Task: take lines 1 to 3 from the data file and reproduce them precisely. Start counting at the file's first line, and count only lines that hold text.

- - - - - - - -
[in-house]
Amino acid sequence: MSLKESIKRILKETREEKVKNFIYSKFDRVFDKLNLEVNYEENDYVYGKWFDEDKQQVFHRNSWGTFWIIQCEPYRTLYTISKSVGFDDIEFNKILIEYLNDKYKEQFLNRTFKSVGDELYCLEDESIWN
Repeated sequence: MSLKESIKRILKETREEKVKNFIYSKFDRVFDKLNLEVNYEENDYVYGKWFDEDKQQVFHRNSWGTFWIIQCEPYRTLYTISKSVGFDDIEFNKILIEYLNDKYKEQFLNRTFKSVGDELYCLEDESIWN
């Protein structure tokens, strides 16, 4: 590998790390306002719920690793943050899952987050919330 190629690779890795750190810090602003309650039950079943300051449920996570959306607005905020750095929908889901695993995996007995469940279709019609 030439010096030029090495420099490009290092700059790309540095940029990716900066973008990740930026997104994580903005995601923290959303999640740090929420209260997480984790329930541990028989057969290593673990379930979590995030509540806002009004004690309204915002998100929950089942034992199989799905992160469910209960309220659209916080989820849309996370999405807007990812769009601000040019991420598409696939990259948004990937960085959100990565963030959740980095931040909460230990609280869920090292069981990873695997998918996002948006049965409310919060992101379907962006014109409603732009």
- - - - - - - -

[in-house]
Amino acid sequence: MSLKESIKRILKETREEKVKNFIYSKFDRVFDKLNLEVNYEENDYVYGKWFDEDKQQVFHRNSWGTFWIIQCEPYRTLYTISKSVGFDDIEFNKILIEYLNDKYKEQFLNRTFKSVGDELYCLEDESIWN
Repeated sequence: MSLKESIKRILKETREEKVKNFIYSKFDRVFDKLNLEVNYEENDYVYGKWFDEDKQQVFHRNSWGTFWIIQCEPYRTLYTISKSVGFDDIEFNKILIEYLNDKYKEQFLNRTFKSVGDELYCLEDESIWN